The question as asked looks for a fallacy, so let us clarify the question by defining. For the sake of discussion, I'd propose:
A fallacy is a persuasive, but illogical form of reasoning that leads us from a set of premises to an incorrect conclusion.
You want the fallacy where:
...a person adheres to an original idea, even after it has been proven wrong
But the choice of a person to adhere to a false conclusion (presumably because they reject your proof and reasoning) isn't a 'persuasive, illogical form of reasoning'. That is to say, there can be no fallacy to describe what you are after, because your situation as described isn't itself an argument, it is a choice. What you are interested in is how people stick to ideas even though (and let us presume when you say "proven wrong", you mean it in some very narrow and technical sense that should be obvious to all parties such as a simple deductive fallacy) it borders on baffling to continue to refuse to accept. Let's exemplify.
You argue Socrates is mortal, and your opponent, after hearing the argument "Socrates is a man, all men are mortal, therefore Socrates is mortal" looks you in the eyes and strenuously and earnestly objects. Now, the question of Socrates' mortality has for many hundreds of years been settled logically (and empirically given his untimely end). Your question is, what is the fallacy at play with your opponent? The answer isn't one of fallacy (logical) anymore, but one of cognitive bias (psychological). This phenomenon of rejecting obvious evidence and proof is fascinating, particularly in the extreme with cranks and crackpots who will spend their lifetimes arguing they've found perpetual motion machines, violations of accepted laws of physics, and insisting on bizarre forms of reality.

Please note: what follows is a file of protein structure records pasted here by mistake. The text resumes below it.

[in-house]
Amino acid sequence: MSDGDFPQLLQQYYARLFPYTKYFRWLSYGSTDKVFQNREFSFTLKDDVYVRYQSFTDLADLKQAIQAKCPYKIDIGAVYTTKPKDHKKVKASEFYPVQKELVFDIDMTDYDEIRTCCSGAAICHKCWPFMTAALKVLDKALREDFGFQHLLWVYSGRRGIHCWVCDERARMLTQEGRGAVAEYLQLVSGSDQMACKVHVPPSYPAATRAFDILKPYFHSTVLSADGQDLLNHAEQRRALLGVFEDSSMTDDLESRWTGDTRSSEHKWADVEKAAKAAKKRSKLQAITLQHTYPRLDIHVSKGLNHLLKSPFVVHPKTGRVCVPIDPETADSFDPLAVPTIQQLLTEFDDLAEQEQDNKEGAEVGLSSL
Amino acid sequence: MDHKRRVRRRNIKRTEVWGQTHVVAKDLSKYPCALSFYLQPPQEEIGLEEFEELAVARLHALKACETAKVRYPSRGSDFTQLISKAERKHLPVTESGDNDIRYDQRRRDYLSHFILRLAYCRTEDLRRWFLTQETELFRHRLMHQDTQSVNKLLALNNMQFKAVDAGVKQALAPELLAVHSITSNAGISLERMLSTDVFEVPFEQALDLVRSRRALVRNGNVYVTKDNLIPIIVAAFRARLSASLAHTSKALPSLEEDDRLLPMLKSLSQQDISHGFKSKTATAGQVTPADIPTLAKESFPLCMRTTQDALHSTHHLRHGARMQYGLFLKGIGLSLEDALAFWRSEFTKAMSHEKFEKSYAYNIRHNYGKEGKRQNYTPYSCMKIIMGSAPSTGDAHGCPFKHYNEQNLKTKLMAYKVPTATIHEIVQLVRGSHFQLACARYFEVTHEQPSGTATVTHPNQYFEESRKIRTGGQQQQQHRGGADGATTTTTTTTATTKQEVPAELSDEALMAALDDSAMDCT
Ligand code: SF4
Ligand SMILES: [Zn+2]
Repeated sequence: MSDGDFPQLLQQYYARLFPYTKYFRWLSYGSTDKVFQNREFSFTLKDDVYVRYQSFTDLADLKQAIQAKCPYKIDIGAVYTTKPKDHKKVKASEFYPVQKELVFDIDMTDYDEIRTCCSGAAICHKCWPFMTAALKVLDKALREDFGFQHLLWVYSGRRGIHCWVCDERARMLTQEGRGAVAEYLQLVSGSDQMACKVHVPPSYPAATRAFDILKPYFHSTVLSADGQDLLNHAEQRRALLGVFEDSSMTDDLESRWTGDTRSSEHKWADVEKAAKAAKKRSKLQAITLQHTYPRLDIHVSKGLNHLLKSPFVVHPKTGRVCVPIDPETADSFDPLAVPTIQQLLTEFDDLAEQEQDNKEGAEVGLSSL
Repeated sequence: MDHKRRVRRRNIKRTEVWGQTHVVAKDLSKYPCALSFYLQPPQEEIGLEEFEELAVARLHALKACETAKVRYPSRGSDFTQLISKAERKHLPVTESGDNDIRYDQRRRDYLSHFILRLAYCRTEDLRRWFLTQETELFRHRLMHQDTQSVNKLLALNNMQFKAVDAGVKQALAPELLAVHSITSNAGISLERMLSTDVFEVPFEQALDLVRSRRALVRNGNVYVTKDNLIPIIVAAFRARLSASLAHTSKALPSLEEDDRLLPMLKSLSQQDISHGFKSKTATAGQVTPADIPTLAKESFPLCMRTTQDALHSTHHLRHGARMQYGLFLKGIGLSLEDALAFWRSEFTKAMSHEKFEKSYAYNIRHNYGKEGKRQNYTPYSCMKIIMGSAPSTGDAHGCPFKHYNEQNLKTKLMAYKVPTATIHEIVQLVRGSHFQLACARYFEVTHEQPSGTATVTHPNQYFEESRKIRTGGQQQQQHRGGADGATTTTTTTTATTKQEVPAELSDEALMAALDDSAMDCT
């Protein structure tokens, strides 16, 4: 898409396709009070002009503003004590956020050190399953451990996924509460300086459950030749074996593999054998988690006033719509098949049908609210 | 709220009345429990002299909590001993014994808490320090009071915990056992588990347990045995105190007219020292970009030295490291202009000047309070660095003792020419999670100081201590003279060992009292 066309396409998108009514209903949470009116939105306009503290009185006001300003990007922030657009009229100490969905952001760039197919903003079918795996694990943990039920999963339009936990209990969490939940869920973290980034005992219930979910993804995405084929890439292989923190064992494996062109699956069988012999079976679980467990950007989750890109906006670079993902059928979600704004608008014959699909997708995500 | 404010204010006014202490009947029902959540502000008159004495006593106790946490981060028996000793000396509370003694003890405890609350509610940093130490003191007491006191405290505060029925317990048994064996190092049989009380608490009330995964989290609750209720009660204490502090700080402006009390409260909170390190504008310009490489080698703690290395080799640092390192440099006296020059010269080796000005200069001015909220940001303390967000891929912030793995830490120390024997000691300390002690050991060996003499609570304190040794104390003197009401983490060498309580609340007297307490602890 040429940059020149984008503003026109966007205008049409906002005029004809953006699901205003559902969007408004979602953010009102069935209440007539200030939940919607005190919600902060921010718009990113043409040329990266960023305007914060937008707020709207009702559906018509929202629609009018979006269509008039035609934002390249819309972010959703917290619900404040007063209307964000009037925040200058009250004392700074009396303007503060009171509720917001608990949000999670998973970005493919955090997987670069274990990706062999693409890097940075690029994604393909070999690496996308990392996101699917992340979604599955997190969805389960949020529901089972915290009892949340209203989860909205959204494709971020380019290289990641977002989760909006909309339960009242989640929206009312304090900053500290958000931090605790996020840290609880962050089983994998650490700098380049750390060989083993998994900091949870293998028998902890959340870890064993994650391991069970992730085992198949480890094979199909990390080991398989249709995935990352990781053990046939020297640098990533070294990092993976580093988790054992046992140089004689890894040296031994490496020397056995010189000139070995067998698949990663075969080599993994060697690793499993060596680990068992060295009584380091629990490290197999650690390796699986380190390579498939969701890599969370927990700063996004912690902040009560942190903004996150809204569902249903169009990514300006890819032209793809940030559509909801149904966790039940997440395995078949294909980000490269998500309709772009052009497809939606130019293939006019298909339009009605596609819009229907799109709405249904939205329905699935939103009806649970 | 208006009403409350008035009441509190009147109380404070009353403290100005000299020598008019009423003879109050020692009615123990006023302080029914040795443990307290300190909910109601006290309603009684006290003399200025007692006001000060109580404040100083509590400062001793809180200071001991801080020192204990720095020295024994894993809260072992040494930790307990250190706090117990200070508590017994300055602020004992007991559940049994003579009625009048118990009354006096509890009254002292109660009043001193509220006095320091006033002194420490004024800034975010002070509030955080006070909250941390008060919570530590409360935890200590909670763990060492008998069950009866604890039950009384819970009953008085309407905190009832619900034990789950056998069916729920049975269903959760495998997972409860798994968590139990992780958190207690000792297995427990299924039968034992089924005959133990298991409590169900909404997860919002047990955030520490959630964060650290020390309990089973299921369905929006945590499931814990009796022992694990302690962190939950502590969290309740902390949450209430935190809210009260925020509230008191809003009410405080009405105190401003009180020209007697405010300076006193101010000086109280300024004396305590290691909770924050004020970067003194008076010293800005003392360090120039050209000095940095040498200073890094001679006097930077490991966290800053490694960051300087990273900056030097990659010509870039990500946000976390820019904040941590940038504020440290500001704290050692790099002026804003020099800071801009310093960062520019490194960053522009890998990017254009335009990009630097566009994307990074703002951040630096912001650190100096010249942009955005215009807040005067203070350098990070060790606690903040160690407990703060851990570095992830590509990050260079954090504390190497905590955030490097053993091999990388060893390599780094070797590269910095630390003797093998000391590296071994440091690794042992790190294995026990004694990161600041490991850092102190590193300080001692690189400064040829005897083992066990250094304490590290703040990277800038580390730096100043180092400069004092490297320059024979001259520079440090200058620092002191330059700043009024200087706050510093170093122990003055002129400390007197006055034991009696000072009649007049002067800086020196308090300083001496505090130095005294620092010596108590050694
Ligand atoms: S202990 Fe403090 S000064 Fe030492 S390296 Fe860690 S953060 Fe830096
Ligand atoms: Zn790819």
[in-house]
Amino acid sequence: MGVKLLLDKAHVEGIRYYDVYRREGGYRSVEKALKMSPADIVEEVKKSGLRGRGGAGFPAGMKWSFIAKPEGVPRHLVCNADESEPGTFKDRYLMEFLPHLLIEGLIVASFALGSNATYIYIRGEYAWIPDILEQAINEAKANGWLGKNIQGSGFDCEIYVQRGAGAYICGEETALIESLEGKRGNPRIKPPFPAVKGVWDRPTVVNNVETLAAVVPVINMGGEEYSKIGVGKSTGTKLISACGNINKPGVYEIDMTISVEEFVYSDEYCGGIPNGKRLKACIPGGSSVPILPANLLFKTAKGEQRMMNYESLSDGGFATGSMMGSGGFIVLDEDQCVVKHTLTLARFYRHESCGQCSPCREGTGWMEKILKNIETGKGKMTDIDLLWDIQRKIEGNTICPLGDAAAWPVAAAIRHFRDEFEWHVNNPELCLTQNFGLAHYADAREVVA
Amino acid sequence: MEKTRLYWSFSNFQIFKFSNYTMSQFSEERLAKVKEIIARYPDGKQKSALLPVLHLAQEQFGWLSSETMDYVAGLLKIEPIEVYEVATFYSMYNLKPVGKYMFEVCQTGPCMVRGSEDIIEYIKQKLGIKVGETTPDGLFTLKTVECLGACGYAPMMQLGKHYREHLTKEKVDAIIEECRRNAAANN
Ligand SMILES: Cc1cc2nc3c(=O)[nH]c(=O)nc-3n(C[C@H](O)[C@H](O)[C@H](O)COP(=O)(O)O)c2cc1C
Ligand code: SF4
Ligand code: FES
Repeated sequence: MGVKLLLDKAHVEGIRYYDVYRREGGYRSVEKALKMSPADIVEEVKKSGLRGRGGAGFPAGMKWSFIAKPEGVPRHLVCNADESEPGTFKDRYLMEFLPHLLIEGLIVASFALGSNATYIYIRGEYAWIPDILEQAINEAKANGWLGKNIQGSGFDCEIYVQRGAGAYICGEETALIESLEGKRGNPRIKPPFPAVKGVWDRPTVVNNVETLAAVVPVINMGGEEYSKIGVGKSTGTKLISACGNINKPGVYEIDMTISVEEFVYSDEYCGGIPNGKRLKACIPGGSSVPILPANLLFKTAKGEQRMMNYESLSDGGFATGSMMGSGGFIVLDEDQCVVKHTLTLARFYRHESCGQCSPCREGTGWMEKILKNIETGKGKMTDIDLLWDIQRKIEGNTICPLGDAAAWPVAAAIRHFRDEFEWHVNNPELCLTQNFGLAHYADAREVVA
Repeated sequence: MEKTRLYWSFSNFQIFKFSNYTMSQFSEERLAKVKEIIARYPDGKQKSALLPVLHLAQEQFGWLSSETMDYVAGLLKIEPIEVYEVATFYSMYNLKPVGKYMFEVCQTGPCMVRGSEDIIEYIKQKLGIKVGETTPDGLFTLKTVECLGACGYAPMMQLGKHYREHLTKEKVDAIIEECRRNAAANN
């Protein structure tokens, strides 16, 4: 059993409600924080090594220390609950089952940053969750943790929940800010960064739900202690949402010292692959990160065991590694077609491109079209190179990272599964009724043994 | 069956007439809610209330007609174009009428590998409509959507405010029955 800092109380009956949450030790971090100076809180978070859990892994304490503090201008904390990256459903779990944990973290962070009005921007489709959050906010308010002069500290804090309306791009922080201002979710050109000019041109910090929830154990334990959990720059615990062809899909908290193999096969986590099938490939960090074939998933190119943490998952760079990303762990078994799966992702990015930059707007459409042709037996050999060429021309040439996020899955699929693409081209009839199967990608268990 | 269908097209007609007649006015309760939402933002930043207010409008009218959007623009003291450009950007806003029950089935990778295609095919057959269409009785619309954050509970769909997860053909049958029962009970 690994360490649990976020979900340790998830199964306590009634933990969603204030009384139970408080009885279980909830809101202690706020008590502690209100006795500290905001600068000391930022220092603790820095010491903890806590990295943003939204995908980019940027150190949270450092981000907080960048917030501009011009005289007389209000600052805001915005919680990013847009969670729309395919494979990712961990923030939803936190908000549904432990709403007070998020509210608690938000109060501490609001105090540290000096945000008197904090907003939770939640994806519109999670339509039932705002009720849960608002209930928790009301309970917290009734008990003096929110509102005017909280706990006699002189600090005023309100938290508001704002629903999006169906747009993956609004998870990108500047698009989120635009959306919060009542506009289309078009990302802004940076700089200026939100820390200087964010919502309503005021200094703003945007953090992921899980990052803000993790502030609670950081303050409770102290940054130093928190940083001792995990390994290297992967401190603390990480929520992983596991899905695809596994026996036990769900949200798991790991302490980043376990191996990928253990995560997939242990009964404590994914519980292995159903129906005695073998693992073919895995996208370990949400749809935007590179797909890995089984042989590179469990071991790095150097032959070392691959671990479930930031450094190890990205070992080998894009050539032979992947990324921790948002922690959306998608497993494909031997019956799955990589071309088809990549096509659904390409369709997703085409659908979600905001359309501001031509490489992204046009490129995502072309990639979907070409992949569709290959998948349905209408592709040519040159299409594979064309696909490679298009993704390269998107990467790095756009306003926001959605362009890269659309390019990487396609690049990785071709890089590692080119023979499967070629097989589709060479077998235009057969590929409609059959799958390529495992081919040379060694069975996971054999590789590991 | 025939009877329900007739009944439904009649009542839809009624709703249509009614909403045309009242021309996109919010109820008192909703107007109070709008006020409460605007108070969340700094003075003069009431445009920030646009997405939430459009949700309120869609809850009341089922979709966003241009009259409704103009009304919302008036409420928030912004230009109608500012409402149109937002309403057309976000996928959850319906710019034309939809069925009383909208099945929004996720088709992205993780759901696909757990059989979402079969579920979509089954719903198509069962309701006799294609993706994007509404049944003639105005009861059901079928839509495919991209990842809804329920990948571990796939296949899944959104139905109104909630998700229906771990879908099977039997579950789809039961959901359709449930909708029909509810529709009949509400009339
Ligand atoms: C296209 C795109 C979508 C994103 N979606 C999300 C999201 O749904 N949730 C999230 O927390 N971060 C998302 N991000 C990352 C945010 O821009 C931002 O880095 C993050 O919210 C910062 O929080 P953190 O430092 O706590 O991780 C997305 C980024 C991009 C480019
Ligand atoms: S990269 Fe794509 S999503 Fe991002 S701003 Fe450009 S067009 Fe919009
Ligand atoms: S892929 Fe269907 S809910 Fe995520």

A classic example when a person might stick with an obviously wrong claim about evidence (from which arguments are built and affect inference) is Asch's experiment with lines which shows that people make decisions other than self-evident experience. In this class study, people will often vote to claim a line is of the wrong length to conform to social pressure.
Of course, this happens in much more subtle ways, when a person who has strong emotional ties to a subject matter, for instance, and in all other matters demonstrating profound reasonableness, parts in some small way with truth as in the related concept of cognitive distortion. Biases and distortions, unfortunately, are the rule rather than the exception, and this is idea is so powerful it won Daniel Kahneman a Nobel Prize in 2002. To cite one specific bias that predisposes a person to stick with a bad argument doesn't seem possible, as the context is highly relevant to the choice. Wikipedia maintains a list, and anyone of these biases might result in a person, in your words, to adhere "to an original idea, even after it has been proven wrong".